Chicago Tribune November 24 1973 Saturday Page 162
A charming 73, she is life’s genuine heroine
By Pat Colander
Can you do anything with this poor, tired face? inquired Lillian Gish from behind an impish grin. Of course the question is ridiculous. After 73 years of practicing her delightful brand of charm, she knows that anyone she meets is more than happy to do her bidding, even before she asks.
From the top of her faded blonde head to the tips of her tiny feet, Lillian Gish is a cornball prototype of the real-life, genuine heroine. Her beaming countenance recalls all the good things named traditional, just in case anybody she meets has forgotten how good it is to be free and own a television set.
“I always think of movies as the big screen and television as the little screen,” she chirped. “Of course, both are forms of the greatest power that the world has ever seen.” Miss Gish equates the film industry with Shakespeare and the Bible.
BUT EVEN this movie proponent will admit that something’s rotten in Hollywood. “I wish we could bring back good taste and beauty,” she moaned. “I think we’ve lost it.” Lillian Gish shakes her head, there have been roles that she’s had to turn down. “I wouldn’t be a part of what the movie had to say. I believe in the influence of a film,” she added “and I don’t like the wicked man winning out over the good man.”
The recent Supreme Court ruling on pornography isn’t the answer however. “Censorship isn’t the American way,” Miss Gish said. We ought to be able to control ourselves by not going to those movies that are bad. Don’t you agree?”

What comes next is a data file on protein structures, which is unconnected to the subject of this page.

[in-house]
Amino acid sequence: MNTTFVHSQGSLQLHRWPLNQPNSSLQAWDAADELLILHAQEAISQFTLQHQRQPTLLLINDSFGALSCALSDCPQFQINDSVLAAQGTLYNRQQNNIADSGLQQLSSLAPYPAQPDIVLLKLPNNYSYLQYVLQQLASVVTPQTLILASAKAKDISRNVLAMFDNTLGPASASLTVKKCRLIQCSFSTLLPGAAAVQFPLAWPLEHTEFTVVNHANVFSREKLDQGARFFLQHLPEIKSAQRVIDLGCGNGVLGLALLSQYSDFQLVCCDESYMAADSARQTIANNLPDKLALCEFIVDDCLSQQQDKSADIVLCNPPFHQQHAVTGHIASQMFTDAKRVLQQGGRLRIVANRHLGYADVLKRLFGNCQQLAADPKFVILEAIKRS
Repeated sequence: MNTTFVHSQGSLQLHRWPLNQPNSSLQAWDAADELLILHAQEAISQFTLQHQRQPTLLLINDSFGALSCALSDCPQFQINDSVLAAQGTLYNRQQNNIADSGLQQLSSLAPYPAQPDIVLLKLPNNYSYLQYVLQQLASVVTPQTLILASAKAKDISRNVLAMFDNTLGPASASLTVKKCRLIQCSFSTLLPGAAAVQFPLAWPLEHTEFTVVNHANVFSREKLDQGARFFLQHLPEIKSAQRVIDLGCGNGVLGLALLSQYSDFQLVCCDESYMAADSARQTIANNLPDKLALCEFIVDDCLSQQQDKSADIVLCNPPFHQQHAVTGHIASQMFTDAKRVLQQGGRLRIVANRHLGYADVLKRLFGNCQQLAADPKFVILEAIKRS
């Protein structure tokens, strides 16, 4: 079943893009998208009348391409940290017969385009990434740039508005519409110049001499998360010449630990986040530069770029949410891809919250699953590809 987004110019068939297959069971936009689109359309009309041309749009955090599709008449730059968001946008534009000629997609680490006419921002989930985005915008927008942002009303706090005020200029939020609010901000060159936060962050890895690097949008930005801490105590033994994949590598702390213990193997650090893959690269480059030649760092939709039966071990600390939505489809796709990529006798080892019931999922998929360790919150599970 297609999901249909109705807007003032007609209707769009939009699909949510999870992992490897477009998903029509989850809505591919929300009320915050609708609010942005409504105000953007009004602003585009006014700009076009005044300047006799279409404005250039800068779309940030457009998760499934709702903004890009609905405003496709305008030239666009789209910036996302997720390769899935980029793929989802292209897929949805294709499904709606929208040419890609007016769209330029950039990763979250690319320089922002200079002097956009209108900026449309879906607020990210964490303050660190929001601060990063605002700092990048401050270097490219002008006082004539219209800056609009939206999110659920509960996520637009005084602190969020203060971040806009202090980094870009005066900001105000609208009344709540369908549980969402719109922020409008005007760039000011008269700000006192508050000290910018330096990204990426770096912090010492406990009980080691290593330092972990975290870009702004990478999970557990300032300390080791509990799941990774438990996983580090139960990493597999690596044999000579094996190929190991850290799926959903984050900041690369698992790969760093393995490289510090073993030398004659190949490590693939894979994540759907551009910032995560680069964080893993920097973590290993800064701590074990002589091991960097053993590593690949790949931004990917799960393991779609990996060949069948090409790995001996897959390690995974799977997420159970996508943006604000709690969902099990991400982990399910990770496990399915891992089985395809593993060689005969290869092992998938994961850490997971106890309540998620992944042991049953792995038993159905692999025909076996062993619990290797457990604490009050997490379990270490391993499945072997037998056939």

She dismisses modern political scandals with theatrical boredom. Her ideology has become hardened in the face of many social upheavals she’s watched pass by. “Those things have been going on all my life,” she smiled some more, “only we called it Democrat and Republican. Certainly our country’s never been better. More people have more things and are more prosperous.”
THE THING she does feel that she knows about is the college crowd, after lecturing on the nostalgia circuit during the last few years. She defends the Pepsi generation with the characteristic line, “We just don’t hear about affirmation and the really good people on the campuses.”
Personally, Lillian Gish had little use for higher or lower education. Her star-crossed career began at 4 when Lillian and her little sister Dorothy hit the Broadway footlights. “We always felt lucky that we didn’t have to stay in one town and go to school,” she chuckled. “We were educated as we went thru the country.”
“I used to have an inferiority complex,” she moaned, but justified her lack of formal schooling with the deeper curiosity that developed as a result. “The future of education lies in television. Some man or woman will come along and harness it.”
Lillian Gish isn’t happy with the current form of educational broadcasting. “You know, in England they don’t approve of Sesame Street.”
CHICAGO IS an indelibly etched chapter in Lillian Gish’s new memory book, “Dorothy and Lillian Gish” [Charles Scribner’s Sons, $19.95], a picture album sketching her lenghty career. “Chicago has more civic pride than any other city,” she said. “They pushed the city back and built it around a lake.”
The Windy City topic opened a pandora’s box of anecdotes. “I had a favorite taxi driver here when playing the Blackstone Theater,” she remembered. “When there was someplace that I couldn’t take my little dog Malcolm, Mr. Marcus would take care of him. Actually, I think he liked Malcolm and put up with me.”
Altho this little bundle of ancient energy has just closed in Mike Nichol’s New York production of “Uncle Vanya,” and by mid-afternoon has been doing interviews since 6 a.m., she thinks it would be thrilling to go dancing in the evening. After all, the this-is-the-first-day-of-the-rest-of-your-life philosophy by now comes out sounding like a Lillian Gish original.
Monday afternoon, January 26th, the National Board of Review and Films in Review, its membership publication, presented the Second Annual David Wark Griffith Awards at Luchow’s on Fourteenth Street in New York City, a few steps from where Griffith had his Biograph Studio and where he frequently dined. Lillian Gish and NBA Director, Blanche Sweet, who were Griffith stars, were some of the glittering stars of motion pictures and television who were a part of the Awards Ceremony.